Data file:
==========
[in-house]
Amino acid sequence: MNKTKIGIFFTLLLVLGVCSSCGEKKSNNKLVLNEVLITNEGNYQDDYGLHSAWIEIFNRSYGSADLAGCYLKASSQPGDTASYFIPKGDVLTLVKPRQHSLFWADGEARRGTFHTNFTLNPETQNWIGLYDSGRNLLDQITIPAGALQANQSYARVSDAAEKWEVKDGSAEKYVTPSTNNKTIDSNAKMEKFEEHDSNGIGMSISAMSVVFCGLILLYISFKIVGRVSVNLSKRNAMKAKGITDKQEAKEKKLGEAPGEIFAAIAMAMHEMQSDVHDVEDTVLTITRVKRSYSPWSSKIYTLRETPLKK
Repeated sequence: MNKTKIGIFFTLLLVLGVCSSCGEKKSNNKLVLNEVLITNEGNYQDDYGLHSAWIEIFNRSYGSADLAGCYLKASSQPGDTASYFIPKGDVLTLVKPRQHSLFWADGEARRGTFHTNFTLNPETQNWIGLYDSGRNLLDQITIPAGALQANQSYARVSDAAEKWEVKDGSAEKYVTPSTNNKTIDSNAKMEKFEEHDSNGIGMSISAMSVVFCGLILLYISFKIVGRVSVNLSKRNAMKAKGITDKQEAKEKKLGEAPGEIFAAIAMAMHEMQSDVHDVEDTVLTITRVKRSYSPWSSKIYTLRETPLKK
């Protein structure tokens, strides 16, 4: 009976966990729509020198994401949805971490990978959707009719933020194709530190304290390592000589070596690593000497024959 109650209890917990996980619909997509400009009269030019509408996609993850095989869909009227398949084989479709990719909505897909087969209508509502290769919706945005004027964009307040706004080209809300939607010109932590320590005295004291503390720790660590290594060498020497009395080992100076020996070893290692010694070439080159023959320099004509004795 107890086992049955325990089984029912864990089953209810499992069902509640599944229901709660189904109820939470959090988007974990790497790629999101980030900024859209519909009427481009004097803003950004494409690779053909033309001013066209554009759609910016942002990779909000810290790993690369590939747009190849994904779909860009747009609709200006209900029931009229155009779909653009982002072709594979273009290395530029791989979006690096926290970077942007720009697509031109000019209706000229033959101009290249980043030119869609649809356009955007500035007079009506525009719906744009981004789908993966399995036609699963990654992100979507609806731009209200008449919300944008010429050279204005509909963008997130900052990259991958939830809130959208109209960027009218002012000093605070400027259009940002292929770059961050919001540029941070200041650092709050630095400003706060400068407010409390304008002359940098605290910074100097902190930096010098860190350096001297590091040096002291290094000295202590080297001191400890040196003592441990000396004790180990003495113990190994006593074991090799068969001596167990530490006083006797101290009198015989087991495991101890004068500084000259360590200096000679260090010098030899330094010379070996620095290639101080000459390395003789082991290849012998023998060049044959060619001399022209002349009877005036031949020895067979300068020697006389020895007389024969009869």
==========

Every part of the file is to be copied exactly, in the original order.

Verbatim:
[in-house]
Amino acid sequence: MNKTKIGIFFTLLLVLGVCSSCGEKKSNNKLVLNEVLITNEGNYQDDYGLHSAWIEIFNRSYGSADLAGCYLKASSQPGDTASYFIPKGDVLTLVKPRQHSLFWADGEARRGTFHTNFTLNPETQNWIGLYDSGRNLLDQITIPAGALQANQSYARVSDAAEKWEVKDGSAEKYVTPSTNNKTIDSNAKMEKFEEHDSNGIGMSISAMSVVFCGLILLYISFKIVGRVSVNLSKRNAMKAKGITDKQEAKEKKLGEAPGEIFAAIAMAMHEMQSDVHDVEDTVLTITRVKRSYSPWSSKIYTLRETPLKK
Repeated sequence: MNKTKIGIFFTLLLVLGVCSSCGEKKSNNKLVLNEVLITNEGNYQDDYGLHSAWIEIFNRSYGSADLAGCYLKASSQPGDTASYFIPKGDVLTLVKPRQHSLFWADGEARRGTFHTNFTLNPETQNWIGLYDSGRNLLDQITIPAGALQANQSYARVSDAAEKWEVKDGSAEKYVTPSTNNKTIDSNAKMEKFEEHDSNGIGMSISAMSVVFCGLILLYISFKIVGRVSVNLSKRNAMKAKGITDKQEAKEKKLGEAPGEIFAAIAMAMHEMQSDVHDVEDTVLTITRVKRSYSPWSSKIYTLRETPLKK
């Protein structure tokens, strides 16, 4: 009976966990729509020198994401949805971490990978959707009719933020194709530190304290390592000589070596690593000497024959 109650209890917990996980619909997509400009009269030019509408996609993850095989869909009227398949084989479709990719909505897909087969209508509502290769919706945005004027964009307040706004080209809300939607010109932590320590005295004291503390720790660590290594060498020497009395080992100076020996070893290692010694070439080159023959320099004509004795 107890086992049955325990089984029912864990089953209810499992069902509640599944229901709660189904109820939470959090988007974990790497790629999101980030900024859209519909009427481009004097803003950004494409690779053909033309001013066209554009759609910016942002990779909000810290790993690369590939747009190849994904779909860009747009609709200006209900029931009229155009779909653009982002072709594979273009290395530029791989979006690096926290970077942007720009697509031109000019209706000229033959101009290249980043030119869609649809356009955007500035007079009506525009719906744009981004789908993966399995036609699963990654992100979507609806731009209200008449919300944008010429050279204005509909963008997130900052990259991958939830809130959208109209960027009218002012000093605070400027259009940002292929770059961050919001540029941070200041650092709050630095400003706060400068407010409390304008002359940098605290910074100097902190930096010098860190350096001297590091040096002291290094000295202590080297001191400890040196003592441990000396004790180990003495113990190994006593074991090799068969001596167990530490006083006797101290009198015989087991495991101890004068500084000259360590200096000679260090010098030899330094010379070996620095290639101080000459390395003789082991290849012998023998060049044959060619001399022209002349009877005036031949020895067979300068020697006389020895007389024969009869």